Redeeming Time

 

 

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Redeeming Time

Text: Psalm 90:12

Dr Alex Tang

 

Sermon Statement:

Our lives are short and fleeting. Let us redeem our time on earth by rest, ceasing, feasting and embracing.

 

download and listen to sermon (mp3) here

 

 

 

 

 

The life of humankind is not only brief, it is also lived under wrath, wearisome with toil, and in trouble. The “somber reflections” (von Rad, “Psalm 90,” 214) in this psalm continue in these verses; the “bleak transience” of vv 3–6 moves to an even more “somber horizon”: “We are consumed by your anger, / and overwhelmed by your wrath.” The relationship of humanity to God is complicated both by transience and by sin: the guilty waywardness of human beings is constantly before the face of God; sins kept secret from other human beings are not hidden from him (v 8). The light which streams out from the divine face illumines the dark places of human culpability; God knows human beings—all of us—as they actually are[1]

10 Our days may come to seventy years,

or eighty, if our strength endures;

yet the best of them are but trouble and sorrow,

for they quickly pass, and we fly away.

 

Even when human life is extended to its full length, the span of the years is full of toil and trouble, and as the years fly by they are soon gone (v 10)[2]

11 If only we knew the power of your anger!

Your wrath is as great as the fear that is your due.

12 Teach us to number our days,

that we may gain a heart of wisdom.

 

V 12 is a petition which corresponds most closely to v 10. The need for human beings is for a mind wise enough to sort out the days, with their events, responsibilities, and opportunities, so that they can cope with the transience and evil of human life (v 10). This verse represents mainstream wisdom theology and acknowledges that the wisdom required lies beyond the power of humanity. It is the gift of God, a power of discernment which is not the result of human endeavor, but must be taught by God (cf. Prov 2:6–15). Cf. Eph 5:16, “making the most of the time, because the days are evil” (rsv), and Col 4:5, “conduct yourselves wisely … making the most of the time” (rsv).

V 12a is traditionally understood as “numbering days” (מנה) in the sense of realizing how few the days of human life are; i.e. a constant awareness and response to the temporality of life—the wisdom which emerges from contemplation of “the fleeting character and brevity of our lifetime” (Delitzsch, III, 57). This is doubtless true, but “numbering our days” is surely more than checking them off on the calendar and thinking about the reduced number left! After all, we hardly need to ask God to teach us how to count days. We can do that very well. The verb מנה does mean to “count/number off” in its simple forms: e.g., 2 Sam 24:1; 2 Kgs 12:11. But some contexts suggest that more than mere numbering is involved: e.g., 1 Kgs 20:25; Isa 53:12 (KB, 537, suggests “summed up with”); Ps 147:4; Ecclus 40:29. Thus the meaning probably includes the ideas of “evaluation/judgment” and the like. Perhaps the English “deal with our days” gets to the meaning rather well.[3]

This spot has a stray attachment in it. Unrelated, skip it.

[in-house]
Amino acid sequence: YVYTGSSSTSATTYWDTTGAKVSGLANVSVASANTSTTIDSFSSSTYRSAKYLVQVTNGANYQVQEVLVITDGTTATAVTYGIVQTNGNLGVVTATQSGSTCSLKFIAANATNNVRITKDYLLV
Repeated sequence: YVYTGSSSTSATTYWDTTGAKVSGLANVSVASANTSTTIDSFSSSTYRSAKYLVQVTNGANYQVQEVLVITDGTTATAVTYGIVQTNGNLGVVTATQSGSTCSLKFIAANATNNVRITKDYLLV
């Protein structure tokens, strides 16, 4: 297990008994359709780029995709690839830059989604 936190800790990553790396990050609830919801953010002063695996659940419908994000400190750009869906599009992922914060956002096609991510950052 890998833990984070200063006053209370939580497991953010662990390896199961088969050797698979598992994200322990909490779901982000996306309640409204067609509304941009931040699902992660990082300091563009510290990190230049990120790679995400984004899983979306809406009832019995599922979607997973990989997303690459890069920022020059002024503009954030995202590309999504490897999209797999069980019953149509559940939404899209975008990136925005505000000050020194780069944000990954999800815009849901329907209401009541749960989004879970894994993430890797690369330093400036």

[1] Tate, M.E., 1998. Psalms 51–100, Dallas: Word, Incorporated.

[2] Tate, M.E., 1998. Psalms 51–100, Dallas: Word, Incorporated.

rsv Revised Standard Version (NT 1946, OT 1952, Apoc 1957)

rsv Revised Standard Version (NT 1946, OT 1952, Apoc 1957)

[3] Tate, M.E., 1998. Psalms 51–100, Dallas: Word, Incorporated.

 

When does the Sabbath start? Genesis 1:5 says, “The evening and the morning were the first day.” A day began when the preceding day closed, at sunset. The dark part of the day came first, then the light part. In describing how to honor one of the feast days, God instructed the Israelites, “From evening to evening, you shall celebrate your sabbath” (Leviticus 23:32). “Evening” is when the sun becomes even with the horizon, what we call sunset. “In the evening, at the going down of the sun ...” (Deuteronomy 16:6). “That evening, after sunset …” (Mark 1:32).

Sabbath starts with a meal, rest and sleep. Modern life starts with action, not out of rest.

 

By the time we reach the end of our narrative we will see that the multiple claims pulling upon Martha represent a threat to the single-minded devotion proper to the disciple. Martha’s request is an entirely natural one, but one that ultimately fails to take account of the uniqueness of the situation and that reflects the outlook of a person who, despite the best of intentions, has become ensnared by “the worries and riches and pleasures of life” (8:14) and has lost sight of that in which her true life as a disciple consists (4:3).[1]

 

[1] Nolland, J., 1998. Luke 9:21–18:34, Dallas: Word, Incorporated.

 

 

more about the hurried and busy soul here

 

 

 

 

our lives are a series of moments. Let us fill up our lives with loving, memorable moments.

 

in the end, what happens are relationships with other eternal beings.

 

 

 

 

 

 

 

 

 

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